Tel Aviv and an emergency meeting of his
cabinet — so I did not get to interview him
after dinner, as planned.

I was fortunate to interview Abba Eban,
former Israeli Ambassador to the United
Nations who was often called “the Voice of
Israel.” And I met and interviewed Moshe
Arens, who then was Israel’s Ambassador to
the United States.

I also remember the beautiful, innocent
children. On one of my videos, I taped songs
with a group of them. They sat on my lap, we
talked, we laughed and played together. When
I think of the war that has gone on constantly
there, and when I think of what the Jews as a
people have gone through, it tears at my heart.

The Jews of Israel are only a heartbeat away
from disaster!

I have a very dear friend — Estee Levine —
with whom I have corresponded regularly for
many years. Her residence is in Jerusalem, and
she is responsible for preparing the
accommodations for thousands of tourists
who visit Israel each year.

During the Desert Storm operation, Israel
was frequently under attack by Saddam
Hussein’s air raids. During those war-torn
months, Estee wrote me about the birth of her
granddaughter. She wrote: “We had a time of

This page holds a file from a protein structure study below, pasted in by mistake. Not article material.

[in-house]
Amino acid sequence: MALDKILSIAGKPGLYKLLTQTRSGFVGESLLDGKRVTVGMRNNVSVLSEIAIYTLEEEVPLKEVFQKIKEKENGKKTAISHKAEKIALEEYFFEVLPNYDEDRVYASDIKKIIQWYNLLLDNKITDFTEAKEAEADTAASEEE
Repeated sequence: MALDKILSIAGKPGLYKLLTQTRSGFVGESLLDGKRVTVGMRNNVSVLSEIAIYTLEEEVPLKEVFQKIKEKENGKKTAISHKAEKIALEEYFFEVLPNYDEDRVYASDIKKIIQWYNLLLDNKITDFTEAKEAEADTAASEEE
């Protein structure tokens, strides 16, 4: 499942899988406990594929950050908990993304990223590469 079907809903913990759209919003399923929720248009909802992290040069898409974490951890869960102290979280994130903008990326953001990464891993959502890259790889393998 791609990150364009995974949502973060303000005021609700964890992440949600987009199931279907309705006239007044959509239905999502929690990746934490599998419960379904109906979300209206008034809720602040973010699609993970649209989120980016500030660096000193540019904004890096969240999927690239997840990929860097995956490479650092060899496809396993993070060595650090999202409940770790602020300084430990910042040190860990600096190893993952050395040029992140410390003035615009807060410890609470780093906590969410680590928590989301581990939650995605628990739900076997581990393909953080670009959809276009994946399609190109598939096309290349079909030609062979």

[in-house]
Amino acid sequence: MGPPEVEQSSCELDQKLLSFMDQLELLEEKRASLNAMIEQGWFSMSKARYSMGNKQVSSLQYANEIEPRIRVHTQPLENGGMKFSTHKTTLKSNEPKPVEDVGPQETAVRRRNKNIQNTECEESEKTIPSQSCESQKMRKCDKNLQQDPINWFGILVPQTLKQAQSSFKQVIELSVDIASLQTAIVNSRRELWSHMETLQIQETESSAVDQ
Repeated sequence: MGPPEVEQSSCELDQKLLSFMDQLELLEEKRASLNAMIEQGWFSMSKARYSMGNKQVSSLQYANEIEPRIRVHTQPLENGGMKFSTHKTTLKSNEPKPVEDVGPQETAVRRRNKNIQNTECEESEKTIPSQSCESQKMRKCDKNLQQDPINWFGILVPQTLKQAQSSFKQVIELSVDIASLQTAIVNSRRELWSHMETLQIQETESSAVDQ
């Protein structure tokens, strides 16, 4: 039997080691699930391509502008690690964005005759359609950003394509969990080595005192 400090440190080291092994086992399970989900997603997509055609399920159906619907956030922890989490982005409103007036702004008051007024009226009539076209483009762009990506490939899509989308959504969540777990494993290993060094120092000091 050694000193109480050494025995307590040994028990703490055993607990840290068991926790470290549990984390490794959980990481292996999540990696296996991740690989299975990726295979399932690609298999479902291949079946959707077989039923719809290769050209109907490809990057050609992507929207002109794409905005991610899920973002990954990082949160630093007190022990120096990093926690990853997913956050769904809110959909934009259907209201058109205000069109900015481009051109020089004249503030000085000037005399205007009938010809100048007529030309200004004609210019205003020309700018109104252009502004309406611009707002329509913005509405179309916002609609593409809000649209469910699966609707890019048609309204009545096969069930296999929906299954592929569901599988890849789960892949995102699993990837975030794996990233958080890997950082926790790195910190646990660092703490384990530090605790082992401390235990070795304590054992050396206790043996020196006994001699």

great rejoicing! And we could rejoice — even
in the midst of rocket attacks!”

I’ve always found that kind of optimism
among the Israelis — even among the
children. They have such a valiant attitude of spirit!

It’s as if God has instilled His own
optimism into His people, because they are
ultimately going to win. Micah 4:3 says, And
they shall beat their swords into plowshares, and
their spears into pruninghooks: nation shall not
lift up a sword against nation, neither shall they
learn war any more.
That day of peace is coming!

I Remember Jesus!

Seeing the places where He walked,
recalling the events of His life, even receiving
communion in the place of His Resurrection
made me feel so much closer to Jesus!

Time and again, Jack and I found ourselves
retracing the steps of Jesus and the disciples.
There was Capernaum, where we explored
fascinating ruins and again traced the steps of
Jesus, who taught the multitudes there. I
almost expected to see the throngs described in
the Bible, pressing closer and closer in, to hear
the words of life! When we walked along the
Via Dolorosa, we could not help but painfully
recall Christ’s final steps before Calvary.

We served communion to those of our tour
group in that quiet garden, and I was
emotionally stirred by the experience! I shall
never forget that from where I was sitting, I
could look up… to see Golgotha, the place of
the skull, where His crucifixion took place…
and I could also look down… at the stone
which had been rolled away from the tomb
that could not hold Him. What a powerful
contrast!

Experiencing Israel in all her diversity and
splendor has added more depth and
dimension to my faith, and has given me
many wonderful memories.